Ho, #@%&*!, Ho: The Christmas Death March
It suddenly struck me this morning as I was walking the dog that I'd been meaning to do something. Now, what was it? Oh, that's right: go Christmas shopping. Christmas is a week away and I haven't bought any presents yet.
That's not entirely true. I purchased gifts for my parents or, rather, My Lovely Wife and I did. She even mailed them. But my immediate family -- the ones whose wrath I have to fear the morning of Dec. 25 -- has not yet been accounted for, present-wise.
Not to worry, though. It wouldn't be the holidays if I didn't spend those final hours before Christmas in a crowded mall, desperately searching for the items enumerated on the gift lists I hold crumpled in my sweaty hands. I find that that whole fall-of-the-U.S.-embassy-in-Saigon feeling really puts me in the mood. The Vietcong are at the door. The helicopter's on the roof. Where can I find a decorative case for a 30-gig iPod?
Retailers know there are people like me out there, which is why they pile up huge ziggurats of cash-and-carry gifts for last-minute shoppers. Unfortunately, these gifts tend to be pretty lame: wooden back massagers, sweater de-pillers, Isotoner gloves. Bath balls. (Is there anyone who actually uses bath balls?)
I can tell that I haven't yet reached the correct level of fevered desperation. Soon, though. Soon. I'll see you at the mall on Tuesday.
What about you? How are you faring in your holiday shopping?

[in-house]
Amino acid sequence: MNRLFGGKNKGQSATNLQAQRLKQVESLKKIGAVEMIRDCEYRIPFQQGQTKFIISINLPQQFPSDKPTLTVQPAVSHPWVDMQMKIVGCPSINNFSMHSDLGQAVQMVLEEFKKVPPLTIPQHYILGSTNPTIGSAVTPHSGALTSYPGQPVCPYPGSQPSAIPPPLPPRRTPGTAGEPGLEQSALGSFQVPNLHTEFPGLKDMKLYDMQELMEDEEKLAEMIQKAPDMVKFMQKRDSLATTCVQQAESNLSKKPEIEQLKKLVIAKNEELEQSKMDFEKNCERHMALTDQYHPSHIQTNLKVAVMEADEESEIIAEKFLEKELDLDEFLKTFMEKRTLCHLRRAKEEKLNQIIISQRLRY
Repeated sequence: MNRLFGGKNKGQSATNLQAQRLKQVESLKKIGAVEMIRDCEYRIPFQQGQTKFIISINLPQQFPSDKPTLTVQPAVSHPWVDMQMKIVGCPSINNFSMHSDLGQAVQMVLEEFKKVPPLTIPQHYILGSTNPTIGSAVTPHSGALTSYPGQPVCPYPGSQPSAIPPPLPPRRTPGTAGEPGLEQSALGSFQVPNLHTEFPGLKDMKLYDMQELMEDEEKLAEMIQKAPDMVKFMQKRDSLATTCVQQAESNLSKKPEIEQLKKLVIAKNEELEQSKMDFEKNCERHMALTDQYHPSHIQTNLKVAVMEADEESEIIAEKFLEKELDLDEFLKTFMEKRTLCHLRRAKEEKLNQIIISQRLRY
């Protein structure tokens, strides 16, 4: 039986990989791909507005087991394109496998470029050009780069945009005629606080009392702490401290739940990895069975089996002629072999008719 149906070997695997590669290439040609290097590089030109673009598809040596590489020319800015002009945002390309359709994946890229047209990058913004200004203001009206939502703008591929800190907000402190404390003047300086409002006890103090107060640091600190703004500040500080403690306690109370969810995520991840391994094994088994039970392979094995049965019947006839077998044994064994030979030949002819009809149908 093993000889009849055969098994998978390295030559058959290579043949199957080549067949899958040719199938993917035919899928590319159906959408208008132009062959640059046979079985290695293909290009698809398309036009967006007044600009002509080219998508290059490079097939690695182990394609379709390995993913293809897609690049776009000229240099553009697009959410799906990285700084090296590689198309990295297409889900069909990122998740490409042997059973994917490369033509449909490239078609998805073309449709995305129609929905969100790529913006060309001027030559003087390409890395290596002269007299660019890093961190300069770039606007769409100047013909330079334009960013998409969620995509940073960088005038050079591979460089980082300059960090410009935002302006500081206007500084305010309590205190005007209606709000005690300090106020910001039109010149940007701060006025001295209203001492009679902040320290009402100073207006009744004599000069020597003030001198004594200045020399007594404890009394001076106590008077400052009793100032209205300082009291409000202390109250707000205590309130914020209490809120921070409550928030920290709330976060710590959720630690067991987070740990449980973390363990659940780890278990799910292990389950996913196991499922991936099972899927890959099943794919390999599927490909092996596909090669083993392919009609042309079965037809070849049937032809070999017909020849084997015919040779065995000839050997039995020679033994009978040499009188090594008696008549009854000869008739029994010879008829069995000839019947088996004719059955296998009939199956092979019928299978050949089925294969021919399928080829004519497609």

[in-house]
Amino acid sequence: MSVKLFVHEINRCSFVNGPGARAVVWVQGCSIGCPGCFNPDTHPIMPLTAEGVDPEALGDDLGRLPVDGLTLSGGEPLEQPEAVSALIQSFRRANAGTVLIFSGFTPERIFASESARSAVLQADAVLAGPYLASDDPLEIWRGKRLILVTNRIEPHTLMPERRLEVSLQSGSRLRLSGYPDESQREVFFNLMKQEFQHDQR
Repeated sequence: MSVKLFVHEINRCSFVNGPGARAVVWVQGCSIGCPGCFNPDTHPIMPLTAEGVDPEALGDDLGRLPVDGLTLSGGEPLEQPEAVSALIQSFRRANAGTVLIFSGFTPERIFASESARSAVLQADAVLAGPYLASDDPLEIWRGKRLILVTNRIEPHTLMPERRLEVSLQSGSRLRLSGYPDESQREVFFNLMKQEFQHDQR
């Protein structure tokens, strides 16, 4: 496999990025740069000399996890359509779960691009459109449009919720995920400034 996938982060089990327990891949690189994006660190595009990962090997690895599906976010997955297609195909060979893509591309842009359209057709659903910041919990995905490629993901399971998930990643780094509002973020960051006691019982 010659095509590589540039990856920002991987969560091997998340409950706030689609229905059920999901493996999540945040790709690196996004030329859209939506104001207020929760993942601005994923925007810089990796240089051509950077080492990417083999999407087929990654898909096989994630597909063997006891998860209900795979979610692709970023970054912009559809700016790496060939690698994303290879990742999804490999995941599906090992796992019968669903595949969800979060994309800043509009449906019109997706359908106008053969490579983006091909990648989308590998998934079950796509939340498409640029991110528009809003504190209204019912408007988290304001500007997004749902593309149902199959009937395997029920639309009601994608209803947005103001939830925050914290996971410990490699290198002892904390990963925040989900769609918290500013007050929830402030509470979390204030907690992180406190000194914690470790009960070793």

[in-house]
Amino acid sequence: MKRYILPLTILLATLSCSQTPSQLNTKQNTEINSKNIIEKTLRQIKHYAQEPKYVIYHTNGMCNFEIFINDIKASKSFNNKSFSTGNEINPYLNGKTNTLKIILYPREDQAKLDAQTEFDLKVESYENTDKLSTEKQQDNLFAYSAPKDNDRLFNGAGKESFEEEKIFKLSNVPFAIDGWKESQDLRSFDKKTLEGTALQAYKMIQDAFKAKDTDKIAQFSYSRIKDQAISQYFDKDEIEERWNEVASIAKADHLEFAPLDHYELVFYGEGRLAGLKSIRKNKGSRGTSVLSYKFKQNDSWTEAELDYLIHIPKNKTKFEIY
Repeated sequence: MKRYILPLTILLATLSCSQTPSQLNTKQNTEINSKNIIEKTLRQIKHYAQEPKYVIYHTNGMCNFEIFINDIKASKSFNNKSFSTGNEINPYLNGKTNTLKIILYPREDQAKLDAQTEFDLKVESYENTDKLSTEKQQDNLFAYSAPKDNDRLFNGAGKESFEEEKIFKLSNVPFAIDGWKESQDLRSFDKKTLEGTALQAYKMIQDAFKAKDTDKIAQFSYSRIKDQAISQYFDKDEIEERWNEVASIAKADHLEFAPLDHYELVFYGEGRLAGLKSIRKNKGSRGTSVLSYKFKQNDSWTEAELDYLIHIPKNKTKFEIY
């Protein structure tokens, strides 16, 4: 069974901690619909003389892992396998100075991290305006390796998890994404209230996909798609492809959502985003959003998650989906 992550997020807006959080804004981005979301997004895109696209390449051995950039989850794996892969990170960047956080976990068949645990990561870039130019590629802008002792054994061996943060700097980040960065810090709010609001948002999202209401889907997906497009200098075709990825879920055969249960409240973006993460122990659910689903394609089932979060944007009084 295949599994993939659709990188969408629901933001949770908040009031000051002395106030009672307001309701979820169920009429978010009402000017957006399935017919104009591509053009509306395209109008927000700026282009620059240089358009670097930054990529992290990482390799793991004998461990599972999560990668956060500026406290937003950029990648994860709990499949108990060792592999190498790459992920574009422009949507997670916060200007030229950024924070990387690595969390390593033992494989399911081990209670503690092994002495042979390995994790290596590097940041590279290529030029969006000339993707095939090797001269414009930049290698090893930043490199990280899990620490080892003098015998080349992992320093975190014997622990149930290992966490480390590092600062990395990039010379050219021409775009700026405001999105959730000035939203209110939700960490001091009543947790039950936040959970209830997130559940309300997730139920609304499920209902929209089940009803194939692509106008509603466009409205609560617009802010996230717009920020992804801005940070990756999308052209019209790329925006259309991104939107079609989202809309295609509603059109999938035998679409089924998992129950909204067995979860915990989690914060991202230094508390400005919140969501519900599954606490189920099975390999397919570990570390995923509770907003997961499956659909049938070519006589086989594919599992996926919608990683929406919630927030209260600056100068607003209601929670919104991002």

Keeping the Christmas theme, a couple in Somerset have trimmed a tree in their garden to look like a huge Christmas pudding, complete with "berries." I guess there are no neighborhood covenants where they live.
Sixty-five-year-old biplane. Eighty-four-year-old passenger. Cow. Put them together and you have this story, and video, from the Telegraph. If you've never seen a plane hit a cow, here's your chance.
It's going to be cold this weekend. You'll want to wear a hat. After all, most of your heat is lost through your head, right? WRONG! According to this Guardian story, researchers at Indiana University debunked that myth, which they trace to a faulty study done by the U.S. military in the 1950s. The scientists debunked other myths as well, including that sugar makes kids hyperactive and that poinsettias are toxic.
A Welsh shopkeeper who has been putting jokes on the leaflets advertising his store has been told by police to stop lest he "breach public order." Writes the Telegraph: "Mr Singh has been left baffled by the police intervention as he claims the jokes contain no bad language and are not racist. He admits some were 'a bit saucy.'" A bit lame, actually.
Finally, here's a bit of seasonal cheer for you, a Christmas video created by an English ad agency. Special effects or the real thing?
Don't forget to join me at noon today for my weekly online discussion. Post a question/comment now or jump in once things have gotten started.
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